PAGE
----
SCHENECTADY — The city appears to have reached a decision on how to spend millions in federal funding to combat flooding in the city’s Stockade neighborhood.
“The big push over the past couple months has been getting participation from residents and property owners on the proposed project,” said City Director of Development Kristin Diotte.
Diotte and Margaret Irwin, a consultant with River Street Planning & Development, met with Ingersoll Avenue homeowners at a closed-door meeting at City Hall on Tuesday night.
“It’s just a very complex process,” Diotte said. “We have to coordinate, evaluate and negotiate the process between numerous agencies.”
The city will host a meeting on Wednesday at St. George’s Church to brief the public.
“We’ll go over the proposed project that’s been selected for funding for FEMA,” said Diotte, who declined to disclose additional details on Wednesday, citing the sensitive nature of discussions with neighborhood homeowners.
The meeting comes nearly a year after the city and consulting firm River Street Planning & Development held a series of workshops designed to hash out how to spend $7.5 million allocated by FEMA to protect the 75 or so homes located in the 100-year floodplain.
Informal exit polls conducted as part of the Stockade Flood Mitigation Project indicated strong support for a strategy of “managed retreat” in which the city would purchase and demolish at least 10 homes and relocate others inland to accommodate for expanded floodwaters.
Officials last year said that concept would require 100 percent participation from North Ferry Street to Ingersoll Avenue.
But they also acknowledged hybrid scenarios were likely to emerge after planners conducted an in-depth cost analysis of each option, which also included elevating homes and streets and building a levee or flood walls.
Ingersoll Avenue property owner John Samatulski attended the meeting, but declined to disclose specific details.
“It’s my sense the city has not made a definite decision, but they’re getting very close,” Samatulski said. “I look forward to the next meeting where the city is going to update the Stockade as a whole.”
Flooding in 2011 left much of Ingersoll Avenue, which is among the streets closest to the Mohawk River, underwater.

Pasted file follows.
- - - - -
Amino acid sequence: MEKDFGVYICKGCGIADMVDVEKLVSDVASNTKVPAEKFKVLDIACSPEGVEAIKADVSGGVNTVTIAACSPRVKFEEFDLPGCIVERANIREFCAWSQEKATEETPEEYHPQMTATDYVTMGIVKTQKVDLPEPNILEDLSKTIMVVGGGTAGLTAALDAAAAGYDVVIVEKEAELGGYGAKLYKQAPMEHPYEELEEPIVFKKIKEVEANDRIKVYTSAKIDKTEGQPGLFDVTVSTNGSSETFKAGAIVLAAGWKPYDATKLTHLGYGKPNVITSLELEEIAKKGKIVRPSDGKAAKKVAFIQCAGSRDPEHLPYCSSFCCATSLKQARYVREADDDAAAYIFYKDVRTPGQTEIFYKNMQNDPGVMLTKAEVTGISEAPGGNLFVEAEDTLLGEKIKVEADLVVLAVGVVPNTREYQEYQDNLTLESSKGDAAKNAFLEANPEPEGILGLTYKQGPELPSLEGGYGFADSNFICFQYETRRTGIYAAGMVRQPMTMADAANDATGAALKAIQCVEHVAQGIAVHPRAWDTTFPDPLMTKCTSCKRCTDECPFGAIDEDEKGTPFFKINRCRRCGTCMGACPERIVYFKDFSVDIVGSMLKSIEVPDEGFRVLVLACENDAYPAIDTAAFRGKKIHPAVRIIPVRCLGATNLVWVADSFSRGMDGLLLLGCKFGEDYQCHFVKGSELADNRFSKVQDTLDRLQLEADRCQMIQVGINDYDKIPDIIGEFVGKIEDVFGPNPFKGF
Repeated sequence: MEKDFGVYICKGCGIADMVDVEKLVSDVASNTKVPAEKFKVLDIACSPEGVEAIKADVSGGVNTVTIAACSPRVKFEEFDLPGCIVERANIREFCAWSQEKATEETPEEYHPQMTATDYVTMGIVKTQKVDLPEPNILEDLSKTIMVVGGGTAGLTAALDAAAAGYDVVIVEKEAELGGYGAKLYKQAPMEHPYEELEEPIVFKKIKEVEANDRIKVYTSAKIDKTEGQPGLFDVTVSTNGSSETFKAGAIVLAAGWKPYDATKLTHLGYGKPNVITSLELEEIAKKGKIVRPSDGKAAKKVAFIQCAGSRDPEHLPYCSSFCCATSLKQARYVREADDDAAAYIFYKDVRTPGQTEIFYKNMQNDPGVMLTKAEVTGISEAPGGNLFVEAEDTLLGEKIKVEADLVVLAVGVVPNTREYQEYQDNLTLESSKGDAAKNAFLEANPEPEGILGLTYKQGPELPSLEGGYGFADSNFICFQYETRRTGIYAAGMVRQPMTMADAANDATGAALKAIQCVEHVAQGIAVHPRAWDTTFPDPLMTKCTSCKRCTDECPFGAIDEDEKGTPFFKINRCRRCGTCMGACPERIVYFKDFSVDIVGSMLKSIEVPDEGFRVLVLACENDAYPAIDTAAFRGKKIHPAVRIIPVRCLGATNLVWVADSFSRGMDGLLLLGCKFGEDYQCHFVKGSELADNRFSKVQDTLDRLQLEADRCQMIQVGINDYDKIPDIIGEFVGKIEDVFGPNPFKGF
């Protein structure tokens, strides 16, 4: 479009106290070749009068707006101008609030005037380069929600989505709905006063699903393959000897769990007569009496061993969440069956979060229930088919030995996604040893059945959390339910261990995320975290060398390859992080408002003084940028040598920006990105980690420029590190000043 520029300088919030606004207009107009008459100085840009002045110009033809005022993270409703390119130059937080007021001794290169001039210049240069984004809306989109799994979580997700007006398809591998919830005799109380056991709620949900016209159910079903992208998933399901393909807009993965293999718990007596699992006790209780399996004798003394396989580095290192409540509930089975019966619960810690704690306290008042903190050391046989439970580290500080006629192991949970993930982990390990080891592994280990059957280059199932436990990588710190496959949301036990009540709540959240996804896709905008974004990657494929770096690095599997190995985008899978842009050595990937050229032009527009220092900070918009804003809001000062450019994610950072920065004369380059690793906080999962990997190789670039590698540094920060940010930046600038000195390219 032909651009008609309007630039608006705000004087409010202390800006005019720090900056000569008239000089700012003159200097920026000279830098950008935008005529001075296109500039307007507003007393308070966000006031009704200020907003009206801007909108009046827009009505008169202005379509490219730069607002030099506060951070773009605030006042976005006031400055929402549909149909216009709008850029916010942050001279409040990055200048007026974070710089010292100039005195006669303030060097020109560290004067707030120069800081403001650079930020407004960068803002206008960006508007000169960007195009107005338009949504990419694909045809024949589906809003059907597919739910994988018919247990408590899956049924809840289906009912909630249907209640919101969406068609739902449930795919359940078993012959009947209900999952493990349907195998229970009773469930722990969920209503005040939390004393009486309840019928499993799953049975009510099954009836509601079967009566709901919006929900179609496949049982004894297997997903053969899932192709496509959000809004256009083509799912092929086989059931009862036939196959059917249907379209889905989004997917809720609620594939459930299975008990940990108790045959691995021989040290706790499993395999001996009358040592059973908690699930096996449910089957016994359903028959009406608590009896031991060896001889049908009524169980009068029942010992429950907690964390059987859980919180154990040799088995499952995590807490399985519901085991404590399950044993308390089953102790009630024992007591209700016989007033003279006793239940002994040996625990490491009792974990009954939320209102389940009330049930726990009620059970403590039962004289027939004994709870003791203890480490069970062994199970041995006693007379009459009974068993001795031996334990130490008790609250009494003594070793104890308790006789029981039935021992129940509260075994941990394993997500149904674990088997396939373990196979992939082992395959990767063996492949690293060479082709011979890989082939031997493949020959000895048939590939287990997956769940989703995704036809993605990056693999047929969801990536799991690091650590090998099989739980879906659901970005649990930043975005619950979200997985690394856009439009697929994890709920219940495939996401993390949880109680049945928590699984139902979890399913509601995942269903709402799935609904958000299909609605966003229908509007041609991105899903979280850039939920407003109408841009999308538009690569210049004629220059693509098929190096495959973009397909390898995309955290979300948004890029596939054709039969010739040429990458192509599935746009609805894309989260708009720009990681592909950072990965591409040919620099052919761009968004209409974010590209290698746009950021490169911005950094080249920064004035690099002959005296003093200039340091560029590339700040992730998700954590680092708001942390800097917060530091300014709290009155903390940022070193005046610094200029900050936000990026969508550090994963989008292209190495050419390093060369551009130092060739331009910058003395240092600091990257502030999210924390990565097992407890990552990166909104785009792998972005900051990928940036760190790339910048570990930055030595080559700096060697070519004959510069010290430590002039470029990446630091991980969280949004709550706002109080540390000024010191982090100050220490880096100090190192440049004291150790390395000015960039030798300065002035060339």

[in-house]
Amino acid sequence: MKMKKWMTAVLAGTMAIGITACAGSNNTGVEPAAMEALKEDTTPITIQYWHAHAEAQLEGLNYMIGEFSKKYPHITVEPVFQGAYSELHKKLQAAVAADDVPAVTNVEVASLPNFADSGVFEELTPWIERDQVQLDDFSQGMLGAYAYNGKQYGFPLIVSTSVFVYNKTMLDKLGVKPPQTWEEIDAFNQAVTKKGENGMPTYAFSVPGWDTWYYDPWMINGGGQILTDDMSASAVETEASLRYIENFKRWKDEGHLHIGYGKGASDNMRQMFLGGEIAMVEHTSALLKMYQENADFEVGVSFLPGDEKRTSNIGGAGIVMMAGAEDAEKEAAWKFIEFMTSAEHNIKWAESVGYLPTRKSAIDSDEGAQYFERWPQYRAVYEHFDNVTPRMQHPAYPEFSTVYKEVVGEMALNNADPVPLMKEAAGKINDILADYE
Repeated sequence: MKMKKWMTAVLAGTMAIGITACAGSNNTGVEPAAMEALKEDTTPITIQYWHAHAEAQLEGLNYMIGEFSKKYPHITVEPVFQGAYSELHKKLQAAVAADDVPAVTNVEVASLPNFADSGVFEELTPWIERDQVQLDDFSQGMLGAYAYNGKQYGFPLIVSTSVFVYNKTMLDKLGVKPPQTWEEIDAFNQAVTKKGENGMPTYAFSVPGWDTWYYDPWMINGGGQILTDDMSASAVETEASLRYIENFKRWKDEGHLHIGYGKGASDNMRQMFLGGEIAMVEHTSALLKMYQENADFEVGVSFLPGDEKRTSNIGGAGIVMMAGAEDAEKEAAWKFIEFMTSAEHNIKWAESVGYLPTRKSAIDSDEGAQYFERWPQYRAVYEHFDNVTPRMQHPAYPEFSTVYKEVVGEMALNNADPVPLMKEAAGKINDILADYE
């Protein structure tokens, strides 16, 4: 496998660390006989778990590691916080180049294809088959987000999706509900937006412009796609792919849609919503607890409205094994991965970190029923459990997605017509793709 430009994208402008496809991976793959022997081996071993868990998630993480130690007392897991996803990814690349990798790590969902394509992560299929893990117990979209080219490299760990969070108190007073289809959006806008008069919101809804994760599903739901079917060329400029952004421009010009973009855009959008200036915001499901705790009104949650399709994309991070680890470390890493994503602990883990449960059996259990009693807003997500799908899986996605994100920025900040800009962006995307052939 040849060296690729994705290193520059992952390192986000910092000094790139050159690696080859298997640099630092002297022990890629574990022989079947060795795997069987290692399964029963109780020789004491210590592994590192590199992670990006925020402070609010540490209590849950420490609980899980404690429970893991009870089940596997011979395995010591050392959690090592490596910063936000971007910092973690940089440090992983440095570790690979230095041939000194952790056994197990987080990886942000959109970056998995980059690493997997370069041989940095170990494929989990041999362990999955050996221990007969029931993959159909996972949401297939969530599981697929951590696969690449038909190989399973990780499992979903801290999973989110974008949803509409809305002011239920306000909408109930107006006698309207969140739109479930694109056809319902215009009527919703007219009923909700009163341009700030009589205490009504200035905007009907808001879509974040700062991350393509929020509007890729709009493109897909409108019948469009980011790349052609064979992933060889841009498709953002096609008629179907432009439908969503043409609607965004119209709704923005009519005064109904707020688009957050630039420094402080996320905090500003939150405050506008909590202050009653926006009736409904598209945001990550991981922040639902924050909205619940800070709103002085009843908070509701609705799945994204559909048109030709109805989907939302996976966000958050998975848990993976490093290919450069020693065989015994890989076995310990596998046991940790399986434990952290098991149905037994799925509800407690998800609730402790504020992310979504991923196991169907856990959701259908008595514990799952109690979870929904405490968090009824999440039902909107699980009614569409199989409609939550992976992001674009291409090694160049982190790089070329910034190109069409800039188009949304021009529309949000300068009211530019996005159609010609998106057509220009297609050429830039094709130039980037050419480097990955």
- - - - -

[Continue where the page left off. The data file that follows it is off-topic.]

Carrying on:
Samatulski said he was supportive of managed retreat, calling it a “historic opportunity” to save homes in the flood plain.
Rising flood insurance premiums will eventually deliver a death knell to the neighborhood, he said.
“We’re not going to attract the next generation of young people and professionals to move to the Stockade without addressing that issue,” he said.
Under one scenario floated last year, relocating homes would see structures moved to face Riverside Park, and a proposed new connector street would run parallel to Riverside Park.
The Stockade Association hasn’t taken an official position or endorsed a potential scenario.
“The managed retreat option is very controversial,” said Suzy Unger, president. “Not everybody in the neighborhood supports it.”
Elyse Nybeck has rented an apartment on Ingersoll Avenue for nearly a year.
“It’s quiet, the neighbors are awesome and I actually have a backyard,” Nybeck said.
She’s aware of the options being weighed by property owners, but said the lack of clarity has been worrisome.
“If our home does get moved, what do we do with all of our stuff?” said Nybeck, who said the uncertainty will undoubtedly exacerbate her anxiety and post-traumatic stress disorder.
If you go: Building a Resilient Stockade: Wednesday, March 18 at 6:30 p.m. at St. George’s Church, 30 North Ferry Street. The meeting is open to all interested community members and will focus on sharing updates on flood mitigation design and discussing any questions the public may have about the project.
Taming the Mohawk River is beyond the scope of the Stockade Flood Mitigation Project.
Updates on that front were to be discussed at Union College’s annual Mohawk Watershed Symposium on March 20.
But the event was canceled on Tuesday over mounting coronavirus concerns.
Joining Stockade-related items for discussion was a report on the state’s $300 million effort to “reimagine” the Erie Canal, which includes $65 million for solutions designed to prevent ice jams and flooding.
“We were hoping this event would be the nexus for all of our thoughts and ideas, and that’s not going to happen,” said Dr. John Garver, event organizer and a geologist at Union College.
An advantage of the long-running event is bringing together numerous participants across the Mohawk River basin to discuss how programming and initiatives impact the work a broader group of stakeholders are tackling, Garver said.
Organizers hope to reschedule a new date in early fall.
Until then, Garver expects materials from the nixed event will still be uploaded onto the symposium’s website.